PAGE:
The real definition of “dependent” may surprise you.

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Many people think of a “dependent” as a minor child who lives with you. This is true, but it’s important to remember dependents can include parents, other relatives and nonrelatives, and even children who don’t live with you.

Exemptions and your taxable income. Each dependent deduction is worth $4,050 on your 2016 and 2017 federal income tax returns. This exemption reduces your taxable income by this amount. You’ll lose part of the benefit when your adjusted gross income reaches a certain level. For 2016, the phase-out begins at $311,300 when you’re married filing jointly and $259,400 when you’re single.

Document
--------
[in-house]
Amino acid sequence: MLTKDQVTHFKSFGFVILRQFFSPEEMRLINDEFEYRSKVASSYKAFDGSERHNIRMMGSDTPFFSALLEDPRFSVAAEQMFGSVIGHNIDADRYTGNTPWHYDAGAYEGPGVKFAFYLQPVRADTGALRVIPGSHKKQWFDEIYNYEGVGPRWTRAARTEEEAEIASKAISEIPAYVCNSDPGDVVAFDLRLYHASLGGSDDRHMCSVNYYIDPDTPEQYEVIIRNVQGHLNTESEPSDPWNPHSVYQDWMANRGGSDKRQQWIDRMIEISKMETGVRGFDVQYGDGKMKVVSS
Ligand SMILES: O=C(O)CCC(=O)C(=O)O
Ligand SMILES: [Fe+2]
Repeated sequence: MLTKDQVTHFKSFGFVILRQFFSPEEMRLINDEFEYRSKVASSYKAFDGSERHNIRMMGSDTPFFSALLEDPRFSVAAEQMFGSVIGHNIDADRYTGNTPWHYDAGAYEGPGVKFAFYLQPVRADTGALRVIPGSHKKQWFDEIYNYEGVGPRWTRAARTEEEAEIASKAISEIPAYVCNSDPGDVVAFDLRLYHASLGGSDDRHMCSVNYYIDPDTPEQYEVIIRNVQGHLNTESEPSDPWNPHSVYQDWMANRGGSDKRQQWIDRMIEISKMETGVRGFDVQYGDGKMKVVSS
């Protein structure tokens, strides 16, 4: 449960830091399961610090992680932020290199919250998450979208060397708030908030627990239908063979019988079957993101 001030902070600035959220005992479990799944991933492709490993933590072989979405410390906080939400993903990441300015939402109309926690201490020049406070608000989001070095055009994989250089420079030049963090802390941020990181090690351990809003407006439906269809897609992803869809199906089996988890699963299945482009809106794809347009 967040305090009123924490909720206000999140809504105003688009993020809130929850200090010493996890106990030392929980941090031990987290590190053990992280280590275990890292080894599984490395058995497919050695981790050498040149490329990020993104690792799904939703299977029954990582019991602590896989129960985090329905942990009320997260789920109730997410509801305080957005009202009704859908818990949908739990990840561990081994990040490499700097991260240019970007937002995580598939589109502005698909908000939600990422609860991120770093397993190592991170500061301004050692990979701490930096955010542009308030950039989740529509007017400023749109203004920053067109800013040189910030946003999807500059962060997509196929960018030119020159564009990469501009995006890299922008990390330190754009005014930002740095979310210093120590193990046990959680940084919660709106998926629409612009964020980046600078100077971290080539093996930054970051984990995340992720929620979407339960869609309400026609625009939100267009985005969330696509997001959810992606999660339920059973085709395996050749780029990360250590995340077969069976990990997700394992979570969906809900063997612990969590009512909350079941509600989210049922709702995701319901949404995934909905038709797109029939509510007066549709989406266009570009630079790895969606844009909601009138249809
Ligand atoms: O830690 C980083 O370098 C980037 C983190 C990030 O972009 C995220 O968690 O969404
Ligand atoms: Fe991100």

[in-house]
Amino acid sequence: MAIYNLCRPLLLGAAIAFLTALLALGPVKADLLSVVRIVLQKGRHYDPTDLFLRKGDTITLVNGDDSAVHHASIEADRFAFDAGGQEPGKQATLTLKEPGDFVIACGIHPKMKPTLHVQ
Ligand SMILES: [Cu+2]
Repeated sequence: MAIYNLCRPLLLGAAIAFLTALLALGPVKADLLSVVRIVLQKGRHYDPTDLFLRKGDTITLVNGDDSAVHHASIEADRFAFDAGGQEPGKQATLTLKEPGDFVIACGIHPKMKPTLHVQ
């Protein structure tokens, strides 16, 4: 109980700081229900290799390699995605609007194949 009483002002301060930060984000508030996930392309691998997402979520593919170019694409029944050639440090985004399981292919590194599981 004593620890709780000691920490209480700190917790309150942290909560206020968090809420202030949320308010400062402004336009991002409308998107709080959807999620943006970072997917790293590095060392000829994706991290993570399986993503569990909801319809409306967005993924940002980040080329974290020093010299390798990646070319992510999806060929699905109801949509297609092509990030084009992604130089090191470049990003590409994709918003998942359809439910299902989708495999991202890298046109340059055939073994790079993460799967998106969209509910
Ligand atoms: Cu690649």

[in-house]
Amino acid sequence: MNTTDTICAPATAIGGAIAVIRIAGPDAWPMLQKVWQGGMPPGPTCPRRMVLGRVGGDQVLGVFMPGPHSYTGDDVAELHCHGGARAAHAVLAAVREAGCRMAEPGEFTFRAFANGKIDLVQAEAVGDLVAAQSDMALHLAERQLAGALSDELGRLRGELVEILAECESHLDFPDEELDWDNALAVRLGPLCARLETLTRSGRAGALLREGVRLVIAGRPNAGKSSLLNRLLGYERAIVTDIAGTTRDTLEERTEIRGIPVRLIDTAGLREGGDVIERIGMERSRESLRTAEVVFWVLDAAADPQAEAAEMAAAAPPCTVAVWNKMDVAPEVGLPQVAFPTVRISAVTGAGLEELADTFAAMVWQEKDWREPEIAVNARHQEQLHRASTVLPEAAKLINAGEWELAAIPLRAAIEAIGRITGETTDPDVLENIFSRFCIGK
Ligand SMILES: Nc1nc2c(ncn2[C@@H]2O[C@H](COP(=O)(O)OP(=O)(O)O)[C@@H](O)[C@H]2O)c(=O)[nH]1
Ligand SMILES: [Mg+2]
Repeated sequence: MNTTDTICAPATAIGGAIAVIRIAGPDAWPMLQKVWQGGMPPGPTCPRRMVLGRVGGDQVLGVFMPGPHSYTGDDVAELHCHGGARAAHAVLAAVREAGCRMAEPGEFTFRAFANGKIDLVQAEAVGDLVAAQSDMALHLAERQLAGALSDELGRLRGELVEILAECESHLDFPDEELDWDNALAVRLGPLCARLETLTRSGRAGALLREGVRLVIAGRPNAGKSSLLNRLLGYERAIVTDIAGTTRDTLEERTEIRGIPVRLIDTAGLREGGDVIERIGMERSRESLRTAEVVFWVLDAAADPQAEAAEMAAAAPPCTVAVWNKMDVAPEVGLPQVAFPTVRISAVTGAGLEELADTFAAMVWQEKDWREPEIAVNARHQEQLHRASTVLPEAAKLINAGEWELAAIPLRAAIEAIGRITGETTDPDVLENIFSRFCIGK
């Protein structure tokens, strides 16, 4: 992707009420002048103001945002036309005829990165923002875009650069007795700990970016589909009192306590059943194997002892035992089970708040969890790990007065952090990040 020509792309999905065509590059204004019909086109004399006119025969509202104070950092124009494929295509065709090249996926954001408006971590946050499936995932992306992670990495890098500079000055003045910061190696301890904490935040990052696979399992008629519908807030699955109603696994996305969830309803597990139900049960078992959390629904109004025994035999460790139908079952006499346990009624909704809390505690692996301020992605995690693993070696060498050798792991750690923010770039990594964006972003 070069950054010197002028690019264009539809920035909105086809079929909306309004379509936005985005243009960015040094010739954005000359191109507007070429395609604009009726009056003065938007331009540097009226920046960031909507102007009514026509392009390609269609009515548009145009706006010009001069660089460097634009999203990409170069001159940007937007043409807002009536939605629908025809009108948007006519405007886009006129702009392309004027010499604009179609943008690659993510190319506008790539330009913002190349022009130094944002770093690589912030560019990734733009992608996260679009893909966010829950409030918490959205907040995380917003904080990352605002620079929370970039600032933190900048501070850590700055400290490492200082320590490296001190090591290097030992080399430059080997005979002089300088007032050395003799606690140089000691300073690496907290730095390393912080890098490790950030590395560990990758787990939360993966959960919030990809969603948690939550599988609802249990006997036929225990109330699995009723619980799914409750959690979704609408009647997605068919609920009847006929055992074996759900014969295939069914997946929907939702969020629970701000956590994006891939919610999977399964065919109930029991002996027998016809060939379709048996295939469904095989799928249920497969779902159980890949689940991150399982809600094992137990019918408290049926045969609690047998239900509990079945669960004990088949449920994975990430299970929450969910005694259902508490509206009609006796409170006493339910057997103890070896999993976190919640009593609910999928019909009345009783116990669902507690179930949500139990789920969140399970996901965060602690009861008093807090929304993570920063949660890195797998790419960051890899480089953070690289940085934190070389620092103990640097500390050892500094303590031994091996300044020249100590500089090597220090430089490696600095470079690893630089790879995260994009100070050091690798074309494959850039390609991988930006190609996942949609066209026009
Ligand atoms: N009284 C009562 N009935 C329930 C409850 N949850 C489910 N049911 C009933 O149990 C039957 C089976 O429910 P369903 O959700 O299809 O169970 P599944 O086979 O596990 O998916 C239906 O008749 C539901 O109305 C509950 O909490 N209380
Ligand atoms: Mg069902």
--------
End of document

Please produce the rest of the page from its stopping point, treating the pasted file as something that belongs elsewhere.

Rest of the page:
Definition of a dependent. A dependent is a qualifying child or a qualifying relative. While there are specific rules, generally, a dependent is someone who lives with you and who meets several tests, including a support test. For qualifying children, the support test means the child cannot have provided more than half of his or her own support for the year. For qualifying relatives, the support test means you generally must provide more than half of that person’s total support during the year. There are many exceptions. For example, parents don’t have to live with you if they otherwise qualify, but certain other relatives do. If you’re divorced and a noncustodial parent, your child doesn’t necessarily have to live with you for the dependent deduction to apply.